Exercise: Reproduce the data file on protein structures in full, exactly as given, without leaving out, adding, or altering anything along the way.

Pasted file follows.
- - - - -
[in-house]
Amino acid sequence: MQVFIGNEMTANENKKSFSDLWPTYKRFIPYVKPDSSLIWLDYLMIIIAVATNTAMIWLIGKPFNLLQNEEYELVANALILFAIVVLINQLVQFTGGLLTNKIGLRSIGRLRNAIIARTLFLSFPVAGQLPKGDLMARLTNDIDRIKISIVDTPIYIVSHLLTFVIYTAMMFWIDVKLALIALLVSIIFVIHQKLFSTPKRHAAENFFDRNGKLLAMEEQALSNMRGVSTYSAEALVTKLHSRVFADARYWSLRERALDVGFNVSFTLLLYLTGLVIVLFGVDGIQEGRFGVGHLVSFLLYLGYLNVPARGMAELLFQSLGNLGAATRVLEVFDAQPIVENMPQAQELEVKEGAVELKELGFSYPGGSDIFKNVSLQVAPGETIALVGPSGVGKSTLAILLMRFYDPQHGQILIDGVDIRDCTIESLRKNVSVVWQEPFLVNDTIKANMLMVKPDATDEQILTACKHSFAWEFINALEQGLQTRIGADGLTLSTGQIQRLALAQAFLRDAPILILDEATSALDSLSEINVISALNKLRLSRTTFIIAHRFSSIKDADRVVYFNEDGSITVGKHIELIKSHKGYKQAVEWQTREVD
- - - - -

[in-house]
Amino acid sequence: MQVFIGNEMTANENKKSFSDLWPTYKRFIPYVKPDSSLIWLDYLMIIIAVATNTAMIWLIGKPFNLLQNEEYELVANALILFAIVVLINQLVQFTGGLLTNKIGLRSIGRLRNAIIARTLFLSFPVAGQLPKGDLMARLTNDIDRIKISIVDTPIYIVSHLLTFVIYTAMMFWIDVKLALIALLVSIIFVIHQKLFSTPKRHAAENFFDRNGKLLAMEEQALSNMRGVSTYSAEALVTKLHSRVFADARYWSLRERALDVGFNVSFTLLLYLTGLVIVLFGVDGIQEGRFGVGHLVSFLLYLGYLNVPARGMAELLFQSLGNLGAATRVLEVFDAQPIVENMPQAQELEVKEGAVELKELGFSYPGGSDIFKNVSLQVAPGETIALVGPSGVGKSTLAILLMRFYDPQHGQILIDGVDIRDCTIESLRKNVSVVWQEPFLVNDTIKANMLMVKPDATDEQILTACKHSFAWEFINALEQGLQTRIGADGLTLSTGQIQRLALAQAFLRDAPILILDEATSALDSLSEINVISALNKLRLSRTTFIIAHRFSSIKDADRVVYFNEDGSITVGKHIELIKSHKGYKQAVEWQTREVD